Advertisement

Bayesian Factor Analysis Model and Choosing the Number of Factors Using a New Informational Complexity Criterion

  • Hamparsum Bozdogan
  • Kazuo Shigemasu
Part of the Studies in Classification, Data Analysis, and Knowledge Organization book series (STUDIES CLASS)

Abstract

This paper introduces two forms of informational complexity ICOMP criteria of Bozdogan (1988, 1990,1994) as a decision rule for model selection and evaluation in Bayesian Confirmatory Factor Analysis (BAYCFA) model due to Press and Shigemasu (1989) in contemporaneously choosing the number of factors and determining the “bestapproximating factor pattern structure. A Monte Carlo simulation example with a known factor pattern structure and known actual number of factors is shown to demonstrate the utility and versatility of the new approach in recovering the true structure.

Key words

Bayesian Confirmatory Factor Analysis Choosing the Number of Factors Informational Complexity 

Preview

Unable to display preview. Download preview PDF.

Unable to display preview. Download preview PDF.

References

  1. Akaike, H. (1973). Information theory and an extension of the maximum likelihood principle, in: Second International Symposium on Information Theory B.N. Petrov and F. Csaki (Eds.) Budapest: Academiai Kiado, 267–281.Google Scholar
  2. Bozdogan, H. (1988). ICOMP: A new model selection criterion, in: Classification and Related Methods of Data Analysis, Hans H. Bock (Ed.), Amsterdam: North -Holland, 599–608.Google Scholar
  3. Bozdogan, H. (1990). On the information-based measure of covariance complexity and its application to the evaluation of multivariate linear models, Communications in Statistics, Theory and Methods, 19 (1), 221–278.CrossRefGoogle Scholar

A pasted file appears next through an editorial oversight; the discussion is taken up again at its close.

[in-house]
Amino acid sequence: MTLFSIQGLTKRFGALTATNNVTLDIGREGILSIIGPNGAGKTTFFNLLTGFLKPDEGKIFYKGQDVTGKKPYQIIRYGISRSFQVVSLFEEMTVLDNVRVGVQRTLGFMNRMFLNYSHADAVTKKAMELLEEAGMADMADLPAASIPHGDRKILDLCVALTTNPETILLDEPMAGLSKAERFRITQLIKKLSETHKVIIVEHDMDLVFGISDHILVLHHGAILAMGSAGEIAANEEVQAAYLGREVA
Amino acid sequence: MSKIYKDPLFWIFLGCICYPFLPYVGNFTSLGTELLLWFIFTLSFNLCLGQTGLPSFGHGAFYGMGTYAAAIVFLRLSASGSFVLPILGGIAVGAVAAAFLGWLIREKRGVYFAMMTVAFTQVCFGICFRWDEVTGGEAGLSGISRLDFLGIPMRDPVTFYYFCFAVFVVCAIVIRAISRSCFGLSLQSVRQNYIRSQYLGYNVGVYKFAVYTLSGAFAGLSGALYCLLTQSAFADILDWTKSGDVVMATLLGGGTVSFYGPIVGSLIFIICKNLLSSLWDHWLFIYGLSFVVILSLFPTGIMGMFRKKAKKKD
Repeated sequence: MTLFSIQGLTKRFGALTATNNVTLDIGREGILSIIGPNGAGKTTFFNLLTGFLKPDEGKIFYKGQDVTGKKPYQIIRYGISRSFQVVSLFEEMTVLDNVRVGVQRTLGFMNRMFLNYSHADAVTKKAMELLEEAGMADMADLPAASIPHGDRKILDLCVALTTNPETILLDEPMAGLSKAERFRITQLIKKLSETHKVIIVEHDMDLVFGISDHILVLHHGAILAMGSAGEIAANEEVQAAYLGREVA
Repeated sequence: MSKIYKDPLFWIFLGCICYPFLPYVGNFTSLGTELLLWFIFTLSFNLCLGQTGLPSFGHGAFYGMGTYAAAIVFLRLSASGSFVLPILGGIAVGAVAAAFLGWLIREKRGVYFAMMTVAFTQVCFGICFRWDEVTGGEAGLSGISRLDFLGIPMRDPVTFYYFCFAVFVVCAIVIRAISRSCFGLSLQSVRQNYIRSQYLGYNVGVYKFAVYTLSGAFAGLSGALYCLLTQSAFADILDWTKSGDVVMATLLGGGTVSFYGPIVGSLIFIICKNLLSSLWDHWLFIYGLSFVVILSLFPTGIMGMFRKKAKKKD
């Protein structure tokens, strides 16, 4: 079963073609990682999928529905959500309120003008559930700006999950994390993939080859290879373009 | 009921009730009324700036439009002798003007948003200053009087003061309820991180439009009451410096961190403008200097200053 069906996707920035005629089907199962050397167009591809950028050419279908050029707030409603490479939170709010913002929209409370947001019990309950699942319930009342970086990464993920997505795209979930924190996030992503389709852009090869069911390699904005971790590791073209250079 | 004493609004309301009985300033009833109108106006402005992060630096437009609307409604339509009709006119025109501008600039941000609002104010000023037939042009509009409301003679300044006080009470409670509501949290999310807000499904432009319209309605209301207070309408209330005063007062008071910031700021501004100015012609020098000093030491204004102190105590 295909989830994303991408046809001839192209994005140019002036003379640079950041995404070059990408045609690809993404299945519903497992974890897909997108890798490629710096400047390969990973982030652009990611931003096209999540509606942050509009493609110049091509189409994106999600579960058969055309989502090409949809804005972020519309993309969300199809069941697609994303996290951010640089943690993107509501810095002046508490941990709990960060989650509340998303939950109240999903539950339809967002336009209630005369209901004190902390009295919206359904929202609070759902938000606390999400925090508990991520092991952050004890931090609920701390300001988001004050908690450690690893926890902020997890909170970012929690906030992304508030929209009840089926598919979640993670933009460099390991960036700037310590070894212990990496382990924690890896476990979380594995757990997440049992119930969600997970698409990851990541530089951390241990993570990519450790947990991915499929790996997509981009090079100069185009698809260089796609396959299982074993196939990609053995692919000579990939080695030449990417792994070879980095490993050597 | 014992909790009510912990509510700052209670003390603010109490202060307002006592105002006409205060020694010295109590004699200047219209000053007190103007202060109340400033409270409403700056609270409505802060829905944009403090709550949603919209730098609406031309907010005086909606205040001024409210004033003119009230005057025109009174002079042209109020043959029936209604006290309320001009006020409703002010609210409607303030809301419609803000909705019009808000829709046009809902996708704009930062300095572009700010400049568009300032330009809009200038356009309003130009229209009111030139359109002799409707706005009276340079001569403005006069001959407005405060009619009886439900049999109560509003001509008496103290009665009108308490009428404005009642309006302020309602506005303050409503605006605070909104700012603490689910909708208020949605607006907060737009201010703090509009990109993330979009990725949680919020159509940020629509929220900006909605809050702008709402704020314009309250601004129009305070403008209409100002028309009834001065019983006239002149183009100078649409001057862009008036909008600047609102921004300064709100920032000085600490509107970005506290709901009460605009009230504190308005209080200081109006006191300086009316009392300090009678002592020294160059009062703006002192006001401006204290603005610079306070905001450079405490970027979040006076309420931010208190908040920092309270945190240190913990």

4. Bozdogan, H. (1994). Mixture-model cluster analysis using a new informational complexity and model selection criteria, in: Multivariate Statistical Modeling, Volume 2, Proceedings of the First US/Japan Conference on the Frontiers of Statistical Modeling H. Bozdogan (Ed.), Dordrecht: Kluwer Academic Publishers, the Netherlands, 69–113.Google Scholar
  5. Hartigan, J. (1975). Clustering algorithms, John Wiley and Sons, New York.Google Scholar
  6. Mulaik, S. A. (1989). Personal correspondence.Google Scholar
  7. Press, S. J. (1982). Applied multivariate analysis: using Bayesian and frequentist methods of inference, Malabar, Florida: Robert E. Krieger Publishing Co., Inc. Press S. J. and Shigemasu, K. (1989). Bayesian inference in factor analysis, in: Contributions to Probability and Statistics: Essays in Honor of Ingram Olkin, L. Gleser, M. Perlman, S.J. Press, and A. Sampson (Eds.), New York: Springer- Verlag, 271–287.Google Scholar
  8. Rissanen, J. (1978). Modeling by shortest data description, Automatica, 14, 465– 471.Google Scholar
  9. Schwarz, G. (1978). Estimating the dimension of a model, Annals of Statistics, 6, 461–464.CrossRefGoogle Scholar
  10. Van Emden, M.H. (1971). An analysis of complexity. Amsterdam: Math. Centre Tracts 35.Google Scholar

Copyright information

© Springer-Verlag Berlin · Heidelberg 1998

Authors and Affiliations

  • Hamparsum Bozdogan
    • 1
  • Kazuo Shigemasu
    • 2
  1. 1.Department of StatisticsThe University of TennesseeKnoxvilleUSA
  2. 2.Department of Life SciencesThe University of TokyoTokyo 153Japan

Personalised recommendations